Perhaps none of his work had the impact of his famous “bubble” series. In December 1962, the Bazaar editor Nancy White invited him to shoot the collections for the following spring. Mr. Sokolsky proposed a seemingly absurd idea: a series placing a model in what appeared to be a giant soap bubble in or over familiar locations around Paris. (The bubble was actually a giant Plexiglas orb suspended by a thin cable that was later edited out.)
“In my imagination, when I built the bubble for the Bazaar shoot, I secretly saw it as a Sokolsky aircraft that could fly anywhere on an engine built into one of the rings that contain the bubble hemispheres,” he said in the Holden Luntz interview. “It was not a girl captured in a bubble. It was a woman at the helm of her spaceship.”
In 2015, he reprised the concept, producing a bubble shoot with Jennifer Aniston for Bazaar.
Not all were charmed by the idea — at least not at first. Ms. White considered it unworkable. Mr. Avedon dismissed it as well, saying that Mr. Sokolsky would never get the ungainly sphere off the ground.
That angered Mr. Sokolsky. “‘Why is God doing this to me?’ I thought,” he recalled in a 2019 interview with Wraparound, a photography and design magazine. “And I began to realize, in many ways, the world is petty. There are no gods.”
But that was all the more reason to do it his way.
Melvin Sokolsky was born on Oct. 9, 1933, in Manhattan to David and Yetta (Kleinberg) Sokolsky, the eldest of two sons. His father was a pressman at a printing company, and money was tight. When his father was diagnosed with multiple sclerosis, Melvin, at 16, took a job at the post office to help support his family.
An avid bodybuilder, he went on to market a line of form-fitting T-shirts and shorts, placing ads in the back of fitness magazines, Bing Sokolsky said. He also invented a coin-operated box outfitted with sun lamps for gyms, so that fitness enthusiasts could bronze themselves, quarter by quarter.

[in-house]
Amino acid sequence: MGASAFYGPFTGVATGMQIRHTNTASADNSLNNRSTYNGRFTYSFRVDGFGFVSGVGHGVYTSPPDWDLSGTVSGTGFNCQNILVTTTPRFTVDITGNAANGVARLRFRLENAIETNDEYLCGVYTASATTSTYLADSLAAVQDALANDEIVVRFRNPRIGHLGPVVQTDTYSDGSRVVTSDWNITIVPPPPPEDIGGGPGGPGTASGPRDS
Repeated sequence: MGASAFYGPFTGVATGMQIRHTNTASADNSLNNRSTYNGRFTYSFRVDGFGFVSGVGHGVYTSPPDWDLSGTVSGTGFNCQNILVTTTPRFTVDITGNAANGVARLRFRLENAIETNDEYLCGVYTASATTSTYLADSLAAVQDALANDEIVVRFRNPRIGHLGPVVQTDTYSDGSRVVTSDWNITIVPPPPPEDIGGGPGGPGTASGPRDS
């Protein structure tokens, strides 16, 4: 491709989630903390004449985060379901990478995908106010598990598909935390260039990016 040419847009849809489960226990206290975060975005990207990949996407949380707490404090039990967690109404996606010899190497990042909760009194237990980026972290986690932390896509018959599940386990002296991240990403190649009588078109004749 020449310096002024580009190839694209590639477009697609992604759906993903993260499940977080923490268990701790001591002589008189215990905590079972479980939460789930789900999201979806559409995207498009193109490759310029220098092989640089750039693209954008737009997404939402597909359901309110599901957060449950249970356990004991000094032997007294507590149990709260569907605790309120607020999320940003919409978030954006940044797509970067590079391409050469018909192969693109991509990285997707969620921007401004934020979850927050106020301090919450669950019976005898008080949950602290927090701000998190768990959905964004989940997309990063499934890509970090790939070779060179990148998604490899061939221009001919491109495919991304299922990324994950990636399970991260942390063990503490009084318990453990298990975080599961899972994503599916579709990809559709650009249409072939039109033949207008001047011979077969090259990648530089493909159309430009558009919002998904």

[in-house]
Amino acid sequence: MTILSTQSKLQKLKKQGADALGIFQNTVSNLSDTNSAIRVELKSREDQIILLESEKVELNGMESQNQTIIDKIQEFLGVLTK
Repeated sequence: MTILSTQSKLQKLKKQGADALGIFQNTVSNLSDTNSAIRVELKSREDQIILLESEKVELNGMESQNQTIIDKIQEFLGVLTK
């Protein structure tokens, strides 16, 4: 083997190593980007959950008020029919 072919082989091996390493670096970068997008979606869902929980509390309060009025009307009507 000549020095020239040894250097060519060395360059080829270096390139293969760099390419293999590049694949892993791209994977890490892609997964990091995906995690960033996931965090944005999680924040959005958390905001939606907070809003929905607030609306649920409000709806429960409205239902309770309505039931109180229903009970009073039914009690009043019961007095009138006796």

Still, his camera was never far from his side. Early efforts to secure jobs in commercial photography went nowhere. “It was in the late ’50s,” Mr. Sokolsky told Wraparound. “I was ‘too artsy.’”
His big break came in 1959, when an art director working on a fur company account tossed him a coat and said, “Surprise me,” Mr. Sokolsky recalled. He produced a hauntingly beautiful image of a fur-wrapped model that evoked 1920s glamour. The image appeared in a magazine, crediting him by name. Soon after, Henry Wolf, the art director for Bazaar, called him with an offer to shoot for the magazine.
As the 1960s drew to a close, however, Mr. Sokolsky searched for a new challenge and started directing commercials. He became a heavyweight of the ad trade, conceiving and directing hit campaigns like the “I’m a Pepper” series for Dr Pepper and a long-running campaign for Coors beer featuring the actor Mark Harmon. (He took photographs for them as well.)
While he continued to do occasional shoots for magazines like Bazaar, GQ and Vogue Italia, Mr. Sokolsky never considered his move to 30-second commercial spots a step down.
For him, “it wasn’t so much changing careers,” Bing Sokolsky said. “It was all about telling the story. You can tell great stories with a single image, but you can tell even better stories when you’ve got a moving image.”
In addition to his son, Mr. Sokolsky is survived by his brother, Stanley. His wife, Button (Whelan) Sokolsky, died in 2016.
Mr. Sokolsky saw art, regardless of the medium, as acts of experimentation not bound by the rules of genre.
“When you experiment, within that experiment there’s a place that I call discovery,” he told Wraparound. Art, he added, “is about trying things and discovering things you never noticed before and letting yourself go there.”
When asked how he knew when an experiment was working, his answer was, perhaps fittingly, tinged with the surreal:
“You get that invisible cold icicle that goes through your brain without penetrating your skin.”